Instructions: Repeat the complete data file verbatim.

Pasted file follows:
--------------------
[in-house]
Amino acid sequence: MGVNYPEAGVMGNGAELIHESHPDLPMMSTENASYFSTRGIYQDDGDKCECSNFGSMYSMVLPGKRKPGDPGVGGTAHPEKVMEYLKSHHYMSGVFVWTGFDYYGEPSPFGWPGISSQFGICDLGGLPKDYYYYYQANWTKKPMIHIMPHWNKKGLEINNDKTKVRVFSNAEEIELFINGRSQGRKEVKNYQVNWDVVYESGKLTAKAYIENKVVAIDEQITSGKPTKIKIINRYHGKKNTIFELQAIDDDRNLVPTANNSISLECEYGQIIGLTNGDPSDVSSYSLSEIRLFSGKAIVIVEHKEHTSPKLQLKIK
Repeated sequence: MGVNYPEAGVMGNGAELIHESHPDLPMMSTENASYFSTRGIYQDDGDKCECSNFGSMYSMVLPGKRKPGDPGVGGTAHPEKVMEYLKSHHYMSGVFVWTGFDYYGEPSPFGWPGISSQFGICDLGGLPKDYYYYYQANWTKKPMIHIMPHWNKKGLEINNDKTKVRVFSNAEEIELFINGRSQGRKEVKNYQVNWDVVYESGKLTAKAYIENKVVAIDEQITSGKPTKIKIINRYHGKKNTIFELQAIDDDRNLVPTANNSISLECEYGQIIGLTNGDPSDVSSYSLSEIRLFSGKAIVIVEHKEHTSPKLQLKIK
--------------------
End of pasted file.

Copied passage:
[in-house]
Amino acid sequence: MGVNYPEAGVMGNGAELIHESHPDLPMMSTENASYFSTRGIYQDDGDKCECSNFGSMYSMVLPGKRKPGDPGVGGTAHPEKVMEYLKSHHYMSGVFVWTGFDYYGEPSPFGWPGISSQFGICDLGGLPKDYYYYYQANWTKKPMIHIMPHWNKKGLEINNDKTKVRVFSNAEEIELFINGRSQGRKEVKNYQVNWDVVYESGKLTAKAYIENKVVAIDEQITSGKPTKIKIINRYHGKKNTIFELQAIDDDRNLVPTANNSISLECEYGQIIGLTNGDPSDVSSYSLSEIRLFSGKAIVIVEHKEHTSPKLQLKIK
Repeated sequence: MGVNYPEAGVMGNGAELIHESHPDLPMMSTENASYFSTRGIYQDDGDKCECSNFGSMYSMVLPGKRKPGDPGVGGTAHPEKVMEYLKSHHYMSGVFVWTGFDYYGEPSPFGWPGISSQFGICDLGGLPKDYYYYYQANWTKKPMIHIMPHWNKKGLEINNDKTKVRVFSNAEEIELFINGRSQGRKEVKNYQVNWDVVYESGKLTAKAYIENKVVAIDEQITSGKPTKIKIINRYHGKKNTIFELQAIDDDRNLVPTANNSISLECEYGQIIGLTNGDPSDVSSYSLSEIRLFSGKAIVIVEHKEHTSPKLQLKIK